Ellie had been horrified when her grandmother told her that the face of the doll was that of a real girl. It had seemed to her then that the doll lived in a way that none of her others did, that it had taken on the power of the child from whom the face had been stolen. She had known at first sight that this was a child that, not only could she not know, but it was one that she would never wish to meet. The face that had watched her from across the room, that is until she put it behind the curtain,  was one that she did not like. Worse, it was one that she knew did not like her in return.
She had dreamt often as a child, of the doll chasing her, tormenting her through the blindness of night and she had screamed herself awake time after time until finally,  she had written to Gai asking her what she should do.
“Bury it,” Gai had said in her letter. “There is a personality in that doll which has been stolen from the child and it is angry. Bury it.”
And so Ellie had taken the doll to a friend’s house and together they had dug a very big hole and buried the doll. But first they had wrapped it well in brown paper and tied the box tightly with string so there was no chance of escape.
Her grandmother had been furious at the loss of the doll but was prepared to accept the explanation that one of her friend’s must have liked it so much she had taken it.

“God, it sounds like something you would call a cat, “said Lydia.  Lydia was painting her toe-nails ... gleaming black. Ellie was curled up on the couch reading a book.
“What does?” she asked, without looking up from her book.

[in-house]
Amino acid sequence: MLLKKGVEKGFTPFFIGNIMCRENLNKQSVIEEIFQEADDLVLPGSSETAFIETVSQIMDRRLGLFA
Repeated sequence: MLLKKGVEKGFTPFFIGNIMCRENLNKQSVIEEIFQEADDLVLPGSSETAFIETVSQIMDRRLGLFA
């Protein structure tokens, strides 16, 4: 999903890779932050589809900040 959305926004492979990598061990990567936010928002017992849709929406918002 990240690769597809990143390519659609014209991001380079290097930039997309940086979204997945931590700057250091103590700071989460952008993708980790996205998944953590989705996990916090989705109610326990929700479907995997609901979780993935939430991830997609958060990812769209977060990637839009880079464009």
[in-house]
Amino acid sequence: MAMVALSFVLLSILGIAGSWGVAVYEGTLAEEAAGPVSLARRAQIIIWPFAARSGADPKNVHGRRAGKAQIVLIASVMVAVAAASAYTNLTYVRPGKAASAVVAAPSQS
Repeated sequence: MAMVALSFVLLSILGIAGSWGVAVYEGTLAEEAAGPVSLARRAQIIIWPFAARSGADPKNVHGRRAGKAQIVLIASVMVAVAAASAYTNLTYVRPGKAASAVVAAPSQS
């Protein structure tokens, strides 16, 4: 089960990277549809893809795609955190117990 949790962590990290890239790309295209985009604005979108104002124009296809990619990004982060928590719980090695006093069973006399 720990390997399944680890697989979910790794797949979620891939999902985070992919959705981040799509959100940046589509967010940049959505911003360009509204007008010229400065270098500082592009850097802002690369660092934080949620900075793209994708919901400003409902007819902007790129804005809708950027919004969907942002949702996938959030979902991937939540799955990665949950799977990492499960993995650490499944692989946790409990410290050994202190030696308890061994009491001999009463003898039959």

“Siggi .... here Siggi, Siggi, Siggi.” Lydia giggled and waved the blackened brush at Ellie. “Like a little pussycat he is, a little black pussycat.”
“He’s black?” Ellie put down her book and sat up.
“Black as the night Ellie my dear, black as the bloody night.”
“But you said he was German.”
“Well he is, on his passport and in his head and I suppose he looks a bit Germanic but the skin is ebony ... a gift from his South Indian mother and probably the only thing he didn’t really want. It’s a real mix that family, a dog’s breakfast. It’s no wonder that George is strange. He and his brother were not brought up together. The marriage broke up and George went with his mother to Scotland and his brother went to Germany with his father. Don’t think they’ve seen much of each other and George seemed surprised when Siggi appeared out of the blue last year.  His name’s Siegfried really if you want to know. God what an awful name. All I can say is I’m glad my mother didn’t marry a German although Lydia is not so great. Horrible name. ” Lydia had finished her toe-nails and now held the brush over her right thumb.”What do you think...fingernails as well?”
“It’s a bit much isn’t it?” Ellie thought it all looked awful but knew that Lydia would do what she wanted no matter what anyone said.
“Perfect!” Lydia spat the word out between tight lips and began a careful blackening of her fingernails.
“It doesn’t matter what colour people are,” said Ellie, knowing she sounded a bit precious but fearful that Lydia might think she was prejudiced.
“Course it doesn’t, he’s a man isn’t he ... well, bit of a boy really and he’s got a dick so nothing else matters.” Lydia revelled in her coarseness all the more so because she thought it offended Ellie. It didn’t really, it was just something which Ellie considered unnecessary. When people had an adequate vocabulary there was no need to be crude or to swear. It was one of the few things that her grandmother said with which she was in total agreement.
“You don’t have to talk like that Lydia.” Ellie picked up her book and retired from the conversation.
“God you’re precious Ellie. A little miss perfect bitch that’s what you are. The fucking sky would probably fall in if you said anything out of place and I bet you’ve never even seen a bloody dick!” The bottle of nail polish landed on the table at this point and did a slow, black roll across to where Ellie was sitting. “Go on, “Lydia prodded, dangling ten ebony claws in the air,” I bet you haven’t got the guts to put some on.”